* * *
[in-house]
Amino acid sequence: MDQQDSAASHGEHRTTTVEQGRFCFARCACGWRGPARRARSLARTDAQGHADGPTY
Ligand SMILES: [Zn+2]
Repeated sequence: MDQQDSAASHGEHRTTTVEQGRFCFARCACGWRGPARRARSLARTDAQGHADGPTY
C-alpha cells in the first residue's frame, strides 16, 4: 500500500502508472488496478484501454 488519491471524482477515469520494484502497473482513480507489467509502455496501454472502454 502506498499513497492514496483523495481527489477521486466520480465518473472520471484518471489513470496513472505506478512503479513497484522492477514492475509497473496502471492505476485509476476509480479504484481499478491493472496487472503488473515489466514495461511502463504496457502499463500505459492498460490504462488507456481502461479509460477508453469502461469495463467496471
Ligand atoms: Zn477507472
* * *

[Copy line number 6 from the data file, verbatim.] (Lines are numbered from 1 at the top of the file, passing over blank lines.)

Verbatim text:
Ligand atoms: Zn477507472